Imagine the horror of arriving, captive in an alien land, where the natural laws of life and society are turned upside down. And your sensibilities are among the least considered, least valued thoughts in the universe.
That is what it feels like for a man to spend a day with talk show star Oprah Winfrey's new female-centered cable kingdom, the OWN channel.
On Tuesday, the newest brainchild from the Queen of All Media will celebrate its first month on air. It has been an uneven transition; despite opening big with an average 583,000 people watching prime time the first week, ratings have since declined to levels more like those notched by the channel that OWN replaced, Discovery Health.
Among women ages 25 to 54, Winfrey's core fan base and a sweet spot for advertisers, viewership over an average day dropped 43 percent in four weeks, to 49,000 the week of Jan. 22. In prime time, viewers that age fell 54 percent over the same period, down to 82,000, according to figures from the Nielsen Co.
On Wednesday, I parachuted into this strange land of makeovers and oversharing to discover why so many moved this new network off their list of favorite things. If I get a few tips on manscaping along the way, even better.
8 a.m. — After starting the day with Matt, Meredith and Al on NBC's Today show — Don't judge! — I flip to OWN expecting an awesome dose of Oprah's Live Your Best Life spirit. I get a rerun of Dr. Phil. Followed by a really old rerun of Trading Spaces. (Host Paige Davis actually may have been wearing shoulder pads!) I determine one of the biggest problems with the Oprah Winfrey Network is a decided lack of Oprah.
10 a.m. — OWN provides the next best thing to Oprah, her best buddy and watered-down doppelganger Gayle King, multitasking a day-starter show for cable TV simulcast on Sirus XM satellite radio. I give the OWN crew credit. They ditch the headphones and broadcast equipment cluttering other radio/TV hybrids (somebody alert Imus!), mixing up satellite interviews, video clips and in-studio talks to give King's show a broader feel. But it's also clear why Oprah's not threatened by Gayle — she doesn't have half the Queen's on-screen charisma — and the big black microphones needed for clear radio audio still look kind of clunky on TV.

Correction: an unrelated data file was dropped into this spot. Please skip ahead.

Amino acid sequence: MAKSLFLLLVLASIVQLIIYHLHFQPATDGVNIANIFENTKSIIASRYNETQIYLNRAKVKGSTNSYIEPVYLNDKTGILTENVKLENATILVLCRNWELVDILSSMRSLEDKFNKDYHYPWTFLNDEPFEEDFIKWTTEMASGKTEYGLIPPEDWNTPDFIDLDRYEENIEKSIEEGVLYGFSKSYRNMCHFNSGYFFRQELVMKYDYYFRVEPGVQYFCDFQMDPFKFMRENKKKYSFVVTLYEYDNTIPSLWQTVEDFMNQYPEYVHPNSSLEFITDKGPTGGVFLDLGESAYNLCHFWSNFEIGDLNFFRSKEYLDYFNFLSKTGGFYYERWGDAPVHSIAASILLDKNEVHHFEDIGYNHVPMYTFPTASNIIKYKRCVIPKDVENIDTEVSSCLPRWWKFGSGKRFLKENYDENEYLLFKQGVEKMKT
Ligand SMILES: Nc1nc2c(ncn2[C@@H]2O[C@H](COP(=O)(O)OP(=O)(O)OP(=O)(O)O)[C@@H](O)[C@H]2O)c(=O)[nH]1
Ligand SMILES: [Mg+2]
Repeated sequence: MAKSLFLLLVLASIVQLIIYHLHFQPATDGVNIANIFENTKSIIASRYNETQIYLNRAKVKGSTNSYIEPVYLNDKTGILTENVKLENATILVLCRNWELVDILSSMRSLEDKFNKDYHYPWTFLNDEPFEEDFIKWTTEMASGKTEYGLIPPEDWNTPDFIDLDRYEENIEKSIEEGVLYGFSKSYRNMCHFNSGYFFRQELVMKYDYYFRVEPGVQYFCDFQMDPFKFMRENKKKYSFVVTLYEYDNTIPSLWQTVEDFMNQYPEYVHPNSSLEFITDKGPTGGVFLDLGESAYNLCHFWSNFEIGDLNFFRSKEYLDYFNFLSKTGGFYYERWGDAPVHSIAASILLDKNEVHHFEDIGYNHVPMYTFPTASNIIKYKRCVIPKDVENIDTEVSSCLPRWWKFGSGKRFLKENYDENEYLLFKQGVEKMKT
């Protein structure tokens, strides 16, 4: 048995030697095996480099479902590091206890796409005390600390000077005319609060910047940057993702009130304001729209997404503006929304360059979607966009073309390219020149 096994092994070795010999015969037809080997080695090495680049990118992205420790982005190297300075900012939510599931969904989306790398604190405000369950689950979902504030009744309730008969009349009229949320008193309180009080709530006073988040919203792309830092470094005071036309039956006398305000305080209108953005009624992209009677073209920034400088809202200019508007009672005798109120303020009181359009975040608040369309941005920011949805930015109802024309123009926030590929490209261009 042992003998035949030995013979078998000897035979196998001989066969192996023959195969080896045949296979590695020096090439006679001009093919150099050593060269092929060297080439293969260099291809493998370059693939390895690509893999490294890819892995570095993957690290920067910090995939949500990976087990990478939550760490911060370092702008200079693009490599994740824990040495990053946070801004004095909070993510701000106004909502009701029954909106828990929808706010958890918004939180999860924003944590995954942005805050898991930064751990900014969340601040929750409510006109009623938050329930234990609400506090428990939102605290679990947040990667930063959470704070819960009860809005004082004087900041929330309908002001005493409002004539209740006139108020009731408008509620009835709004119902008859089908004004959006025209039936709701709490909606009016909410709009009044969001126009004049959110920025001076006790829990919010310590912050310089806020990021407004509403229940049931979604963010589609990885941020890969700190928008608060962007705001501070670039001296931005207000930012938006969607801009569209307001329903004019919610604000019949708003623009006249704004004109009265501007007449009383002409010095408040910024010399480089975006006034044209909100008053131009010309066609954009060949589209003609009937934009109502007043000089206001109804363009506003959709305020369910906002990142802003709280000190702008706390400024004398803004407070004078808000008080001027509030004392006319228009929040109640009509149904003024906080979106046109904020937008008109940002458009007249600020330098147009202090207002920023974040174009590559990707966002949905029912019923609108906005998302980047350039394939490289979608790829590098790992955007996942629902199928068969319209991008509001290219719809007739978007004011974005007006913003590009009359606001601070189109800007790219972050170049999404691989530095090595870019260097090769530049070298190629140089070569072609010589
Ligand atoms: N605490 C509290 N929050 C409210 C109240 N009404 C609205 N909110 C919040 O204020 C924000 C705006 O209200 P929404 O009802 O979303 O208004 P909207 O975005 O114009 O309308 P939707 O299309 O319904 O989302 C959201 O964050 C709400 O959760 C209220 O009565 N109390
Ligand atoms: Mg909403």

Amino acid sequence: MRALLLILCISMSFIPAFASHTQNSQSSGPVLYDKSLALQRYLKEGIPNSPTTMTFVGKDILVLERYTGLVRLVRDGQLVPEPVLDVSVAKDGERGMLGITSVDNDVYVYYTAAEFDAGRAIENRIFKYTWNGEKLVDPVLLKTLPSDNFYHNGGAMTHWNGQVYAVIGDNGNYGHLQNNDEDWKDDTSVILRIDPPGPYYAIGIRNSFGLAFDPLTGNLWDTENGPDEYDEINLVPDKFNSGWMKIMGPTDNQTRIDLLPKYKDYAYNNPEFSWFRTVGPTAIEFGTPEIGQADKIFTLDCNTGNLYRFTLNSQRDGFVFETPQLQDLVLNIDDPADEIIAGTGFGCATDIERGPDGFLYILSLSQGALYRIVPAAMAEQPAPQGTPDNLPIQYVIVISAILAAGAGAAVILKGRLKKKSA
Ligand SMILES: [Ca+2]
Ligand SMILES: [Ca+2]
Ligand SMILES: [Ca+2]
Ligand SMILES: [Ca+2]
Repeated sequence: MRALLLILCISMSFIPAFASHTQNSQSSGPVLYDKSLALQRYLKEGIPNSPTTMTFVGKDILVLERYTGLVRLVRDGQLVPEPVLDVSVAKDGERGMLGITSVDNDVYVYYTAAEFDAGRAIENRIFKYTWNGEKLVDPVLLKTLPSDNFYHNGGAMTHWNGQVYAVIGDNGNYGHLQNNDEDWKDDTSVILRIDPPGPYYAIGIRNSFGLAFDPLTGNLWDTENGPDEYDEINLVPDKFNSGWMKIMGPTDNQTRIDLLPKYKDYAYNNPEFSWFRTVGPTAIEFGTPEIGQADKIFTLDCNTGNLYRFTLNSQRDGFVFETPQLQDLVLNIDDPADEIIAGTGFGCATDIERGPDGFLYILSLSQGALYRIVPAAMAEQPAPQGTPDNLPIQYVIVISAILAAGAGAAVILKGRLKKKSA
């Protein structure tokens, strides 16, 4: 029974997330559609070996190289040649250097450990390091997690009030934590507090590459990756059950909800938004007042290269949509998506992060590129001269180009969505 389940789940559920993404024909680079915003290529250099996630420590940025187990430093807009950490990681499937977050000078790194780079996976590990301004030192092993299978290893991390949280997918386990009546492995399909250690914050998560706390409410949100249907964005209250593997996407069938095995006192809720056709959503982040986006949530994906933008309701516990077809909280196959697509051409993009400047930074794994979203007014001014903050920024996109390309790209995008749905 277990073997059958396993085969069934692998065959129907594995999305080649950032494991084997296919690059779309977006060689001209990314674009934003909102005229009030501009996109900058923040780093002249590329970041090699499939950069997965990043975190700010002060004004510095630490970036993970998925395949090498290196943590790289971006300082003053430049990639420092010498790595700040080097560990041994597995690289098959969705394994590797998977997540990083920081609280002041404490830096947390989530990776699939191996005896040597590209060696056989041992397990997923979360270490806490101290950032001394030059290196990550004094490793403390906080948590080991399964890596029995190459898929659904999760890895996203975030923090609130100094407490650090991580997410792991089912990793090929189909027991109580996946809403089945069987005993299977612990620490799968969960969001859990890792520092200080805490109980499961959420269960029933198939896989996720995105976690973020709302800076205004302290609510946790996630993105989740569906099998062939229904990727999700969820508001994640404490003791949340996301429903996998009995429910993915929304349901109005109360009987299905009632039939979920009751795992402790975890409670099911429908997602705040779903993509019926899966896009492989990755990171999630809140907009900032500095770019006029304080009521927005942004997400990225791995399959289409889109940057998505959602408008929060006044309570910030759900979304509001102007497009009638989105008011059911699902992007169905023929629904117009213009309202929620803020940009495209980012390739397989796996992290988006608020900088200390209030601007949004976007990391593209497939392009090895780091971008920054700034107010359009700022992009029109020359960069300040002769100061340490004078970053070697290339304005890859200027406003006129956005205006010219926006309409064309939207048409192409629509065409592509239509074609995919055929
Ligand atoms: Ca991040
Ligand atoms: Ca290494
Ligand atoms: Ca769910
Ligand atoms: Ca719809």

10:15 a.m. — Oprah appears in an "interstitial" commercial thanking fans for the channel's great debut. I discover some of OWN's most compelling programming is commercials for all the series we won't see for weeks from Sarah Ferguson, Shania Twain and the Judds. I also wonder why other interstitials feature men like Dr. Oz and her magazine's creative director telling women how to look and feel better.
11 a.m. — A rerun of Oprah's Master Class with rap star Jay-Z, mostly featuring him telling the camera why he is da bomb (O drops in occasionally as narrator to remind us why he's right). Hova always surprises nonfans with his intellect and sophistication — well, he did co-write 99 Problems (But a B---- Ain't One) — and I begin to wonder when Oprah reversed her disdain for rap. Perhaps when her ratings started skewing older? Rowr!
11:30 A.M. — I use my DVR to call up a prerecorded episode of Your OWN Show, an unreality show featuring 10 hopefuls trying to win a hosting gig. Helmed by Apprentice creator Mark Burnett, it's like an episode of Donald Trump's show arranged by Oprah's loopiest fans, with a dollop of Project Runway's group judging spirit. Most of the contestants are so oddly untelegenic, you wonder what they'll do if one of these goofballs actually wins. Then you see the judging by professional clothes hangers/hosts Carson Kressley and Nancy O'Dell with guest Arsenio Hall (that's where he has been!) and you realize Oprah is pulling strings from afar. All is secure.
Noon — I give up, daunted by a long stretch of Medical Detectives reruns ahead. It's obvious this first month has been about setting the stage for the Queen, who is still distracted boosting ratings with long-lost sisters on her mothership syndicated show's final season. Even handicapped by my Y chromosome, I see in the distance an awesome TV home for women who love Oprah's blend of enlightened materialism, self-improvement and celebrity worship. Wonder when she'll debut that channel?